From portable solar panels to smart thermostats and ‘intelligent’ radiators, exhibitors at the IFA tech show in Berlin are touting smart solutions for an energy-scarce world.

But clever gadgets sometimes betray their hefty carbon footprint.

For the first time since the outbreak of the coronavirus pandemic, the motto of the 2022 edition of the German cutting-edge technology fair is ‘energy efficiency’, a timely mandate with soaring electricity prices.

One such exhibitor who believes they have the answer is Busch-Jaeger, whose stand is covered with switches and a small blank screen.

The German company owned by the Swiss group ABB has become an expert in ‘smart home’ technology.

Their idea is to adjust energy consumption in your home based on a set of data such as current ambient temperature, room brightness and air quality.

Ulf Ehling, who is tasked with presenting the company’s technology at the IFA, said such devices are “increasingly in demand” as the cost of energy soars in Europe.

– ‘crazy’ –

A few hundred meters away, the Norwegian company Mill offers black and white ‘intelligent’ radiators.

Thanks to smartphone apps, users can control the temperature of their homes throughout the day.

According to Bashir Naimy, Mill’s technical director, the device helps save “37% of household energy.”

The IFA also regularly showcases quirky gadgets such as a refrigerator that cools drinks in “two minutes” and a scent generator for buying perfume online.

French company Y-Brush touted at IFA a denture-like “sonic” toothbrush that “can brush all your teeth at once in 5, 10 or 15 seconds.”

But visitors to the trade fair, which closes on Tuesday, are grappling with the issue of energy use.

“It’s unbelievable when you see how much all these devices consume,” says Justin, a 23-year-old tech enthusiast who came to Berlin specifically for the show.

“We think about it all the time,” says 39-year-old Christoph Boettger, who came with his partner.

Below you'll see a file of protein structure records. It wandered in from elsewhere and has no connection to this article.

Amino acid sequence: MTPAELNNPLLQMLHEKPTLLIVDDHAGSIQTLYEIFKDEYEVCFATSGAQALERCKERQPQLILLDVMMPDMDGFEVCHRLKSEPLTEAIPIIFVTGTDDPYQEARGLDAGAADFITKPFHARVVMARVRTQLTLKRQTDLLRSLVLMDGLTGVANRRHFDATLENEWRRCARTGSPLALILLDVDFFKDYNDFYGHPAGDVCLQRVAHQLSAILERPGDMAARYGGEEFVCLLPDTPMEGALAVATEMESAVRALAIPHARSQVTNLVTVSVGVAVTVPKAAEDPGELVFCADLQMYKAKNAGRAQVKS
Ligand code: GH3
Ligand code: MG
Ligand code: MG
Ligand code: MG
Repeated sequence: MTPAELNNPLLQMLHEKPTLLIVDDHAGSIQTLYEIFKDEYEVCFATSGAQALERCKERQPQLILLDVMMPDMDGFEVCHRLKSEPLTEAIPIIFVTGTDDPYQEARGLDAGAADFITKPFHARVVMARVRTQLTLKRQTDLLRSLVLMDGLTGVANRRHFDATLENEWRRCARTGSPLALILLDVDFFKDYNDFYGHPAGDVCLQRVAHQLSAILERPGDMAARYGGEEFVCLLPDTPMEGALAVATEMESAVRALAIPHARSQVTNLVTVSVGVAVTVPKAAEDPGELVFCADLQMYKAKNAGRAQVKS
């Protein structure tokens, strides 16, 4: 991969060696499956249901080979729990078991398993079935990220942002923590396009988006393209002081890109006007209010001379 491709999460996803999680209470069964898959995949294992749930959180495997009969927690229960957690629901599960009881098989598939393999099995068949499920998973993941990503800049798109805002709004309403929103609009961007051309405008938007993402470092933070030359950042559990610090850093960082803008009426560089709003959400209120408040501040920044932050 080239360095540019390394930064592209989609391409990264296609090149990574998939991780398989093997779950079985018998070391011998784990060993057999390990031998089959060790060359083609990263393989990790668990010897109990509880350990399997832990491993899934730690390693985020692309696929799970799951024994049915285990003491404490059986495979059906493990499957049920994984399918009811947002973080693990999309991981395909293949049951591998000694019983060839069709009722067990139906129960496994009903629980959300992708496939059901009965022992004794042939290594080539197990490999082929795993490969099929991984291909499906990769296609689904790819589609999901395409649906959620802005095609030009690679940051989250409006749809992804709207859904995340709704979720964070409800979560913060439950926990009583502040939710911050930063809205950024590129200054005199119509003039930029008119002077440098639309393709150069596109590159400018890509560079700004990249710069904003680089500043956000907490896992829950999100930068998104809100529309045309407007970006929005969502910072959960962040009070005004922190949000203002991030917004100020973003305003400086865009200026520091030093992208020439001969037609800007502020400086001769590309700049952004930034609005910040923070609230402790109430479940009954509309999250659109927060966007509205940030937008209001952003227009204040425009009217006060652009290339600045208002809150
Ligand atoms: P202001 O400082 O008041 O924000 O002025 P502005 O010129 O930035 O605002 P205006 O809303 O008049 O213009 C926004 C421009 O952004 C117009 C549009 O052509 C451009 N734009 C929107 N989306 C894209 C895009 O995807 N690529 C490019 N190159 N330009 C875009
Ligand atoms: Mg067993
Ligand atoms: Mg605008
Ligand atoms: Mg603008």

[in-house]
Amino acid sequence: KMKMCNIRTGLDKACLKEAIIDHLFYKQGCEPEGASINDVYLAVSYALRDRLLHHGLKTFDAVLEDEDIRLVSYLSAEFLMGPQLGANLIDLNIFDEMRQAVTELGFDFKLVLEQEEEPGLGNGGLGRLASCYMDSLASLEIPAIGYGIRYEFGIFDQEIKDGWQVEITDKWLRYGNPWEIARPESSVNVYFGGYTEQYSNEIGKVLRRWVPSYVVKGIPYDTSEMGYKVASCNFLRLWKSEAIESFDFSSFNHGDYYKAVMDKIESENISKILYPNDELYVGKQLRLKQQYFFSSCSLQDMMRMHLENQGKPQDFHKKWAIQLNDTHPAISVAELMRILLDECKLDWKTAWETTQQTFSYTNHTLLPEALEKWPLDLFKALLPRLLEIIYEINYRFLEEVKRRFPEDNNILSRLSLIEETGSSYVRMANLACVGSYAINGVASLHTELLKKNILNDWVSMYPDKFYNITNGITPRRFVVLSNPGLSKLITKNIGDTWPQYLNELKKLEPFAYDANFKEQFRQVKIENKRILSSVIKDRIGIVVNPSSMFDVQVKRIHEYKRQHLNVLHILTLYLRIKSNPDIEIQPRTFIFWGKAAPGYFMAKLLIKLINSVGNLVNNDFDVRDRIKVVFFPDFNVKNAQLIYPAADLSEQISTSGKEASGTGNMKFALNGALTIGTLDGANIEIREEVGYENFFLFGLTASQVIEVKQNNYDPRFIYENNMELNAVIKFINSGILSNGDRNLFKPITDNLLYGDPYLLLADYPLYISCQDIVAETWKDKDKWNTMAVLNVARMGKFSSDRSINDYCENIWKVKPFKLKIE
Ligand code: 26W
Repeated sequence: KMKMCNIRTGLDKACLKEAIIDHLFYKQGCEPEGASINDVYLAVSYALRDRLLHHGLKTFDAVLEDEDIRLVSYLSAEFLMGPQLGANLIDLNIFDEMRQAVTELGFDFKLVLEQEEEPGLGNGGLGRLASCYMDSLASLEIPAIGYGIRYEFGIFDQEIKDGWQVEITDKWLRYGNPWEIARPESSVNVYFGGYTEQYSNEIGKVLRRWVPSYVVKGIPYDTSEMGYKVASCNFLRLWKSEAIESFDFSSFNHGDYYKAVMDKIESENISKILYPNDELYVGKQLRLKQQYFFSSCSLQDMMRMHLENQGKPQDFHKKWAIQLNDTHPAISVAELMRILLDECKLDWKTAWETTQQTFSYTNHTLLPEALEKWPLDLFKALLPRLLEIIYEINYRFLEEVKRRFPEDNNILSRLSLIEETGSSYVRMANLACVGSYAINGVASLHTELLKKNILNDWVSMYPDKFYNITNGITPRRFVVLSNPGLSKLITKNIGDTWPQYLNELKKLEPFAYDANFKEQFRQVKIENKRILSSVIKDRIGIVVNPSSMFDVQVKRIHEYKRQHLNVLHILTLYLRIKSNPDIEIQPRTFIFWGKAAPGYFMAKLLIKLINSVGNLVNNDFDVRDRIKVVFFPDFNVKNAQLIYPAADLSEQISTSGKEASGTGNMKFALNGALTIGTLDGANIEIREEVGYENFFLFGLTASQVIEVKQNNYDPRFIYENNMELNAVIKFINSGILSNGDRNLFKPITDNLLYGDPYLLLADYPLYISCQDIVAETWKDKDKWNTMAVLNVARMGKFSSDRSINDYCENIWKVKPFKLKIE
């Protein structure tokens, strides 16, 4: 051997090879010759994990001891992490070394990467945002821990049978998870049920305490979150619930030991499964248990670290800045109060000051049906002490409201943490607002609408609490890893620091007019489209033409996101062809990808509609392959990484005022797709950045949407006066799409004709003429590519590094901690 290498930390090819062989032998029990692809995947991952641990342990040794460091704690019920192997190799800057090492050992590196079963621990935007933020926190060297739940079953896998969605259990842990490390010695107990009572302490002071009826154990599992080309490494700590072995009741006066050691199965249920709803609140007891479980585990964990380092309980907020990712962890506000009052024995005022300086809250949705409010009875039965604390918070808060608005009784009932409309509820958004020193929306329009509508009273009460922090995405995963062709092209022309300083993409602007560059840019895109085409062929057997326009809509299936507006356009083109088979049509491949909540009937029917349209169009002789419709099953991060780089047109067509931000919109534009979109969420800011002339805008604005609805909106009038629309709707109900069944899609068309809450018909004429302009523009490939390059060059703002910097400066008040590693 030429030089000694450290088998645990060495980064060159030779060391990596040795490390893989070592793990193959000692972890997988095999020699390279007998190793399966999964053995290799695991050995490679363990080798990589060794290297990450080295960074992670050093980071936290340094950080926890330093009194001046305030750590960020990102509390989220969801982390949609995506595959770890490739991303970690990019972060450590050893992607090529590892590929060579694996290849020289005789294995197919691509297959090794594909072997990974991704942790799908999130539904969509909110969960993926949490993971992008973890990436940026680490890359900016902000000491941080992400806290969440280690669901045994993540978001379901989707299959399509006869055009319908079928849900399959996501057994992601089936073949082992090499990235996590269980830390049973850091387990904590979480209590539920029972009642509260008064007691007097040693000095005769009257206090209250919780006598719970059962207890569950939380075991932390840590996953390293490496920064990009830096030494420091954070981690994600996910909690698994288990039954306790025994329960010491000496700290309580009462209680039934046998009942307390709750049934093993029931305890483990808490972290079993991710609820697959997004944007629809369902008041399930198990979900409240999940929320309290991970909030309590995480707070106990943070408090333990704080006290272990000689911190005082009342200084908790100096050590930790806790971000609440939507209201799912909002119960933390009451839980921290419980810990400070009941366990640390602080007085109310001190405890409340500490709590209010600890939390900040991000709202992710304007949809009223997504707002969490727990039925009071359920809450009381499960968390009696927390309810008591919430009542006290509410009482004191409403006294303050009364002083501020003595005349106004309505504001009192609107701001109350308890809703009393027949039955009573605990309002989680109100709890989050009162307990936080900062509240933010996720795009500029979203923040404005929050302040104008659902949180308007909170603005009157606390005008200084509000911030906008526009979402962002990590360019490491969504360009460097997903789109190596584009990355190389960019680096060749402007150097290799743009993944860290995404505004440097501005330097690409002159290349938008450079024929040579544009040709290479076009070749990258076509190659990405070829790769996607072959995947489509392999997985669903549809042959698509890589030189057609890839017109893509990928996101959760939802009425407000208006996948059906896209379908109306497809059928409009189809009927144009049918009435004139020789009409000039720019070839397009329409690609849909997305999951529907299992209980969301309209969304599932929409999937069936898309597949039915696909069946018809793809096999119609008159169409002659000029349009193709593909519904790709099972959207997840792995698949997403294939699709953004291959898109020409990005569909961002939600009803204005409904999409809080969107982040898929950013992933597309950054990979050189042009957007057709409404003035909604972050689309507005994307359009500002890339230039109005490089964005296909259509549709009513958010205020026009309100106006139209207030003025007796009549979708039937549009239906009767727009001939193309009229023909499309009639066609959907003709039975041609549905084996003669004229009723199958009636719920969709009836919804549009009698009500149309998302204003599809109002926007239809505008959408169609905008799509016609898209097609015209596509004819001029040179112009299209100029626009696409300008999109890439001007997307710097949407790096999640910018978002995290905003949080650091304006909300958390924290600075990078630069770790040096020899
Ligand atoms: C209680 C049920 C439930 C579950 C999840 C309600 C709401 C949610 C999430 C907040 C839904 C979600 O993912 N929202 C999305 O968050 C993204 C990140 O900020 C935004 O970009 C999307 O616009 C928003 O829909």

European energy prices have skyrocketed in recent months following Russia’s invasion of Ukraine and subsequent curbing of gas supplies from Moscow to Germany.

The German government has launched an energy-saving campaign to try to set an example by reducing temperatures in public buildings, among other moves.

The energy conundrum worsened last week when Russian energy giant Gazprom said it would not resume gas delivery via the Nord Stream 1 pipeline after a planned three-day maintenance, blaming Western sanctions. was done.

– ‘Internet of Things’ –

“Smart home technology can help save energy,” said IFA organizer director Sara Warneke on Friday.

But what is the real harm of these new energy technologies?

According to a 2020 report from the French Senate, digital technologies will “increase greenhouse gas emissions” driven by the “Internet of Things” (web-connected consumer electronics) and “data storage.” I’m here.

Together, the two could lead to a “60% increase in the carbon footprint of digital technology by 2040.”

Despite their individual energy-saving potential, the overall impact of these technologies is likely to be greater than it first appears.

Ecoflow, a Chinese company with offices across Europe, wants to solve this paradox with mini solar panels.

A long, thin, foldable rectangle that can be carried in a special case and can be used to charge the lithium battery.

Their portability means users “do not need admin permissions to install them,” says Ecoflow spokesman Franko Fischer.

The panel can produce 2,700 Wh, enough to charge a computer, mobile phone or hairdryer.

“European consumers want to be self-sufficient, especially in times of crisis, so we expect a high demand for solutions like ours,” says Fischer.

According to price comparison site Check24, electricity prices in Germany increased by an average of 31% in the year to August.

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